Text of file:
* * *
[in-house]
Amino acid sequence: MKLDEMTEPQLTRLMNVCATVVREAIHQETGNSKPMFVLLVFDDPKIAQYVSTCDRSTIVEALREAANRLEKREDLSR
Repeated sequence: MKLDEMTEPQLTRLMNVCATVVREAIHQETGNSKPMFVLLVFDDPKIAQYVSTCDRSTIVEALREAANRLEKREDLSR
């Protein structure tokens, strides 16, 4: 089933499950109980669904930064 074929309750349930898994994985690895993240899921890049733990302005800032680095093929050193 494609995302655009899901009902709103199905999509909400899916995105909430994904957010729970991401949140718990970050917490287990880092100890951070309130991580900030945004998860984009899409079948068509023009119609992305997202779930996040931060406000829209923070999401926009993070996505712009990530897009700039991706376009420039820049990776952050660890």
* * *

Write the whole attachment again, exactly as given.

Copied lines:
[in-house]
Amino acid sequence: MKLDEMTEPQLTRLMNVCATVVREAIHQETGNSKPMFVLLVFDDPKIAQYVSTCDRSTIVEALREAANRLEKREDLSR
Repeated sequence: MKLDEMTEPQLTRLMNVCATVVREAIHQETGNSKPMFVLLVFDDPKIAQYVSTCDRSTIVEALREAANRLEKREDLSR
């Protein structure tokens, strides 16, 4: 089933499950109980669904930064 074929309750349930898994994985690895993240899921890049733990302005800032680095093929050193 494609995302655009899901009902709103199905999509909400899916995105909430994904957010729970991401949140718990970050917490287990880092100890951070309130991580900030945004998860984009899409079948068509023009119609992305997202779930996040931060406000829209923070999401926009993070996505712009990530897009700039991706376009420039820049990776952050660890």